Subclipse, HTTPS and lots of nightly fun

Subclipse is normally a component of your Eclipse IDE. It manages the interaction that you have at your repository. Once you start using it, sometimes going back to the command-line of things can seem tough (unless you’re a true power user).

If you were like me a few months ago, your Subversion repository had a self-signed certificate, and only allowed SSL connections for repository access. There was one problem. Subclipse access to the SSL based repository would error out, returning such things like:

svn: PROPFIND request failed on ‘/svn’
svn: decompression_failure: remotely generated; fatal
svn: PROPFIND request failed on ‘/svn’
svn: decompression_failure: remotely generated; fatal

The error has changed since I first started trying to fix the problem, but generally I got PROPFIND errors.

Having no real knowledge of Java internals, this problem forced me to go into Windows for awhile (deadlines to meet, things to kill) since SSL worked flawlessly there. The problem wasn’t with subclipse, but rather it was with the Java JDK that I had installed. There are a multitude of solutions to this problem of course, and i’m not the first to post about it (the problem also varies from person to person).

Operating on an Ubuntu system, I tried installing stuff for JNI, upgrading my encryption strength for JavaSVN.. — if it was on Google, I tried it.

I finally settled on the following (going off of the installation information here) :

1. First, I had to find the JDK. There might be later versions, but I used the one in the example. Sun’s site can be a little hard to navigate, so I just plugged the self-extracting file into a search engine.

The first link that came up had a bunch of download options. I hit the radio button for “Accept License Agreement” and after the page reloaded, proceeded to begin downloading the Linux self-extracting file.

Once finished, I did as the article noted (the $ notation denotes regular user, # for super-user):

$ bash jdk-1_5_0_06-linux-i586.bin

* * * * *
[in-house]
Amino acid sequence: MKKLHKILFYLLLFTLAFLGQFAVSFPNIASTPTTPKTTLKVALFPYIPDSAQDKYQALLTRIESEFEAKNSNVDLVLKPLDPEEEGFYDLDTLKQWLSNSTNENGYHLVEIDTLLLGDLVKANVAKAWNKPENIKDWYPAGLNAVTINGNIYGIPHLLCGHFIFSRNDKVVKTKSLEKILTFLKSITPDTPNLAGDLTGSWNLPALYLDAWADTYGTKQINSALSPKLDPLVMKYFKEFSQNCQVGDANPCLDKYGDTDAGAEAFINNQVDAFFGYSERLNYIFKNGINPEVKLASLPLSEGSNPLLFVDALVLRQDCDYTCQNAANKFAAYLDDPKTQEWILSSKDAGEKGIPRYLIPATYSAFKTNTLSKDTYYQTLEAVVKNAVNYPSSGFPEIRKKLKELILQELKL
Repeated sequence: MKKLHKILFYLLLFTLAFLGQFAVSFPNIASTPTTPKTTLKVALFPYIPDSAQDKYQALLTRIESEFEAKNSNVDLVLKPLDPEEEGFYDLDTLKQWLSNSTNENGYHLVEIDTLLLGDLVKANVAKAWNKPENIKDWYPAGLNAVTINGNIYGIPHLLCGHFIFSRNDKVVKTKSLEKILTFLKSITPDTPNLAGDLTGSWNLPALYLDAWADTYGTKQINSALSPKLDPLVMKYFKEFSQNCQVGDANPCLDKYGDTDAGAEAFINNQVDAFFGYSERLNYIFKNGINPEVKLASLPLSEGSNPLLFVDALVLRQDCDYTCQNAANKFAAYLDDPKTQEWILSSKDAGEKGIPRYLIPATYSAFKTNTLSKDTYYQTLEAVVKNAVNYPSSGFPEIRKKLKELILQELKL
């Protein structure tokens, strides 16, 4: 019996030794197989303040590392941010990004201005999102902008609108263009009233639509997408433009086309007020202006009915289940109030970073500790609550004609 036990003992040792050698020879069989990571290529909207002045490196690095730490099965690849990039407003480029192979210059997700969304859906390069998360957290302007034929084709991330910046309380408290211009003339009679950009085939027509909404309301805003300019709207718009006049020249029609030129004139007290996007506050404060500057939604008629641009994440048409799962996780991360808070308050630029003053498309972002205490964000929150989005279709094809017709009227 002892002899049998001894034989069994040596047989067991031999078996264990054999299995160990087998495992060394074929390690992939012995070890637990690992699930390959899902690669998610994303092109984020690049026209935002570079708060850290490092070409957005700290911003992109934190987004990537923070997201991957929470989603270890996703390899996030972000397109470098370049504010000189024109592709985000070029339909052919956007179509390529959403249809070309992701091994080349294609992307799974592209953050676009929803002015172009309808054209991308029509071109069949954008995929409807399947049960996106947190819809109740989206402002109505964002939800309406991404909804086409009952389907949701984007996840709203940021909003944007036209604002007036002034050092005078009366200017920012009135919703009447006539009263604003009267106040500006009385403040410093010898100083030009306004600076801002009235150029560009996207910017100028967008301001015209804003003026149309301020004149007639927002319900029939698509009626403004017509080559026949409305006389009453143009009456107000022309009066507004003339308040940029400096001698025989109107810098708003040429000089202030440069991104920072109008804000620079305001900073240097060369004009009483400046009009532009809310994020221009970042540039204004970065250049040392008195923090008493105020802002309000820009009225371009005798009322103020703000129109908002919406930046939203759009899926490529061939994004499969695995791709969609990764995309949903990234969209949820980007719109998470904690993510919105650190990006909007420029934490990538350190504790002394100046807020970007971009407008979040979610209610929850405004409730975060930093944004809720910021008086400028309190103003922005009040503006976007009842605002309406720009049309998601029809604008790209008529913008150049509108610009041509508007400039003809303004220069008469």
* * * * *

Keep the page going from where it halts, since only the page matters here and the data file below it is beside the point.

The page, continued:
If you want to skip over the license (you’re probably better off reading things you agree to though), you can hit ‘q’ since the license agreement is piped through `more`. Answer `yes` to continue afterwards.

(The below might be Debian/Ubuntu specific, but please try)
$ sudo mv jdk1.5.0_06 /usr/local/
$ sudo ln -s /usr/local/jdk1.5.0_06/bin/* /usr/local/bin/
$ java -version

The above `java -version` command should spit out the version. You should see something like:

$ java -version
java version “1.5.0_06”
Java(TM) 2 Runtime Environment, Standard Edition (build 1.5.0_06-b05)
Java HotSpot(TM) Client VM (build 1.5.0_06-b05, mixed mode, sharing)

Now restart Radrails, and try to import a project. It should work. The first signs of success are a username/password prompt for your repository (if you have one), and then a directory listing of your projects.

Thanks to the folks over at debian-administration.org for publishing a good article.

Please note that you can probably use repository-based JDKs (apt, etc), but I have personally tried these without too much success on my own. If anybody gets this working with a stable repository version, by all means leave a comment so that others will know.

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11 responses to “Subclipse, HTTPS and lots of nightly fun

  1. Eugen Anghel

    Thanks for the help! This helped

  2. Thanks, you just saved me a ton of time. I’d never have guessed on my own that Ubuntu included a 1.4.x java version (gcj) and that a 1.5.x version was needed to make this work.
    I installed sun-java5-jre, symlinked /usr/lib/jvm/java-gcj to /usr/lib/jvm/java-1.5.0-sun/ and now it all works flawlessly.

  3. thx for providing this information.

    i do not exactly get what sander was doing, imo the simplest solution is to alter the used vm in the eclipse startup script (i use ubuntu feisty) by inserting f.e.

    ‘export JAVA_HOME=/usr/lib/jvm/java-1.5.0-sun/jre’.

    works fine for me.

  4. rnix: for that to be the simplest solution, the person doing it would need to be aware that there was such a thing as an eclipse startup script, would need to know where this existed, and would need to know that Eclipse would find the java it used by looking at the JAVA_HOME variable.